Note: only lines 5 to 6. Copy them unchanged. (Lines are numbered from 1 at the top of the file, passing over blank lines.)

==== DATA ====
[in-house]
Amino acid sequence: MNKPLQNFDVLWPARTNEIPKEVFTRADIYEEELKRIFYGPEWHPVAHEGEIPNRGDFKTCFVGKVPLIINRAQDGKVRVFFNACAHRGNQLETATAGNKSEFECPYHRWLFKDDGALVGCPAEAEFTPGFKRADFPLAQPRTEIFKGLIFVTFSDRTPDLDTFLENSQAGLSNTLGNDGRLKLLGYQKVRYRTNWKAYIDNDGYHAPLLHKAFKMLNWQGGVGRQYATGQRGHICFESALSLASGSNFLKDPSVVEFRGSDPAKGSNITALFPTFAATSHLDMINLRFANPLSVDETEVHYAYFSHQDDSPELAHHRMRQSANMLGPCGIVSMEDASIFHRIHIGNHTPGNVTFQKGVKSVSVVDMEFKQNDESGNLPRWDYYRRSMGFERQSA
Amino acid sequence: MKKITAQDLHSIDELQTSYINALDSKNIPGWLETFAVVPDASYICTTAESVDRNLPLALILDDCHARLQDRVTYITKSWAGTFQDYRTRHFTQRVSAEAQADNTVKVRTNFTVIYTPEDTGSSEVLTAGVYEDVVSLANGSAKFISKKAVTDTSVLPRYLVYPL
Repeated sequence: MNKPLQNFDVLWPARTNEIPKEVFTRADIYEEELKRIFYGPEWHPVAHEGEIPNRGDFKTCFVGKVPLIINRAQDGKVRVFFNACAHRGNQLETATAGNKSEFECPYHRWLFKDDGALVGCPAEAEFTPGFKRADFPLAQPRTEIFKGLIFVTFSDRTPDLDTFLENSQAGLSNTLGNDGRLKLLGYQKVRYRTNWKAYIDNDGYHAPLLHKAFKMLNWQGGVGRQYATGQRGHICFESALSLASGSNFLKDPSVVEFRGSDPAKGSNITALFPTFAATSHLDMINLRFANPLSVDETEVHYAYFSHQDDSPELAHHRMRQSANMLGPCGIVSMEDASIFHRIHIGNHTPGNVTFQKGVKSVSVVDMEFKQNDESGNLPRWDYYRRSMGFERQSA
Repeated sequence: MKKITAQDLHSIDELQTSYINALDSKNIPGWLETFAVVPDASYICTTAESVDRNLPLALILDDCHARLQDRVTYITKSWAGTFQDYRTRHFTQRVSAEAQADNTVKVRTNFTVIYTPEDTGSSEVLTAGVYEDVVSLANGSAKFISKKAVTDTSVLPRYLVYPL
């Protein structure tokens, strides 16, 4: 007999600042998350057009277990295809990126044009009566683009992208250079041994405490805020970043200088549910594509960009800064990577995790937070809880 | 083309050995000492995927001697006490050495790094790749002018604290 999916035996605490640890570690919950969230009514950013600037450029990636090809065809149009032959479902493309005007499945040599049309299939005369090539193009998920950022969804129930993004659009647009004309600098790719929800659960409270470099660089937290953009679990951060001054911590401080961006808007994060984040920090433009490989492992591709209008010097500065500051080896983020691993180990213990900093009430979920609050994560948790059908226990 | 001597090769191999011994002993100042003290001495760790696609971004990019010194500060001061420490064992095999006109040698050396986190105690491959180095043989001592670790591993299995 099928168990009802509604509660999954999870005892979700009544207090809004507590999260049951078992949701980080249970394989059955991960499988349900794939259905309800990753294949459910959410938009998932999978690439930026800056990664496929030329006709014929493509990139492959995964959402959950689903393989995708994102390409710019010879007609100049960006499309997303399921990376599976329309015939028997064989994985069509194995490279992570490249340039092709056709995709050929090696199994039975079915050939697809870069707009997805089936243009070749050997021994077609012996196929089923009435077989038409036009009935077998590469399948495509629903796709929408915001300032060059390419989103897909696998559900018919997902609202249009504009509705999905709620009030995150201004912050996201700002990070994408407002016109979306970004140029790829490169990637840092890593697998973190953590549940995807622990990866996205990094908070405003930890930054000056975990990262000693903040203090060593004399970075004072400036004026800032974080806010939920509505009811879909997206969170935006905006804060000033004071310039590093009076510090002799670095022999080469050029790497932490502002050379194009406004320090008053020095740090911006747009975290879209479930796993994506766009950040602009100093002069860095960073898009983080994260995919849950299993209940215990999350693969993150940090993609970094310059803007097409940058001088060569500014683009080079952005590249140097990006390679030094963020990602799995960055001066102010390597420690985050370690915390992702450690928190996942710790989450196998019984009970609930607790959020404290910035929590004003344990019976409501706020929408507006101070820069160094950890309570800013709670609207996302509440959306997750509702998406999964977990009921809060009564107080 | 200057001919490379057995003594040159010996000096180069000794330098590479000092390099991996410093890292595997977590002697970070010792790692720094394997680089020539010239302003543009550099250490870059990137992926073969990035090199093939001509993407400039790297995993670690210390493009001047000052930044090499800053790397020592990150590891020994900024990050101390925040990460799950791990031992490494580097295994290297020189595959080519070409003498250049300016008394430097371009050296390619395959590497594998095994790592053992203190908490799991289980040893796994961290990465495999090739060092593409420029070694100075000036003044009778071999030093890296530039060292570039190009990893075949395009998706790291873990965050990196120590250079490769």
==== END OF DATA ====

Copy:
Repeated sequence: MKKITAQDLHSIDELQTSYINALDSKNIPGWLETFAVVPDASYICTTAESVDRNLPLALILDDCHARLQDRVTYITKSWAGTFQDYRTRHFTQRVSAEAQADNTVKVRTNFTVIYTPEDTGSSEVLTAGVYEDVVSLANGSAKFISKKAVTDTSVLPRYLVYPL
């Protein structure tokens, strides 16, 4: 007999600042998350057009277990295809990126044009009566683009992208250079041994405490805020970043200088549910594509960009800064990577995790937070809880 | 083309050995000492995927001697006490050495790094790749002018604290 999916035996605490640890570690919950969230009514950013600037450029990636090809065809149009032959479902493309005007499945040599049309299939005369090539193009998920950022969804129930993004659009647009004309600098790719929800659960409270470099660089937290953009679990951060001054911590401080961006808007994060984040920090433009490989492992591709209008010097500065500051080896983020691993180990213990900093009430979920609050994560948790059908226990 | 001597090769191999011994002993100042003290001495760790696609971004990019010194500060001061420490064992095999006109040698050396986190105690491959180095043989001592670790591993299995 099928168990009802509604509660999954999870005892979700009544207090809004507590999260049951078992949701980080249970394989059955991960499988349900794939259905309800990753294949459910959410938009998932999978690439930026800056990664496929030329006709014929493509990139492959995964959402959950689903393989995708994102390409710019010879007609100049960006499309997303399921990376599976329309015939028997064989994985069509194995490279992570490249340039092709056709995709050929090696199994039975079915050939697809870069707009997805089936243009070749050997021994077609012996196929089923009435077989038409036009009935077998590469399948495509629903796709929408915001300032060059390419989103897909696998559900018919997902609202249009504009509705999905709620009030995150201004912050996201700002990070994408407002016109979306970004140029790829490169990637840092890593697998973190953590549940995807622990990866996205990094908070405003930890930054000056975990990262000693903040203090060593004399970075004072400036004026800032974080806010939920509505009811879909997206969170935006905006804060000033004071310039590093009076510090002799670095022999080469050029790497932490502002050379194009406004320090008053020095740090911006747009975290879209479930796993994506766009950040602009100093002069860095960073898009983080994260995919849950299993209940215990999350693969993150940090993609970094310059803007097409940058001088060569500014683009080079952005590249140097990006390679030094963020990602799995960055001066102010390597420690985050370690915390992702450690928190996942710790989450196998019984009970609930607790959020404290910035929590004003344990019976409501706020929408507006101070820069160094950890309570800013709670609207996302509440959306997750509702998406999964977990009921809060009564107080 | 200057001919490379057995003594040159010996000096180069000794330098590479000092390099991996410093890292595997977590002697970070010792790692720094394997680089020539010239302003543009550099250490870059990137992926073969990035090199093939001509993407400039790297995993670690210390493009001047000052930044090499800053790397020592990150590891020994900024990050101390925040990460799950791990031992490494580097295994290297020189595959080519070409003498250049300016008394430097371009050296390619395959590497594998095994790592053992203190908490799991289980040893796994961290990465495999090739060092593409420029070694100075000036003044009778071999030093890296530039060292570039190009990893075949395009998706790291873990965050990196120590250079490769």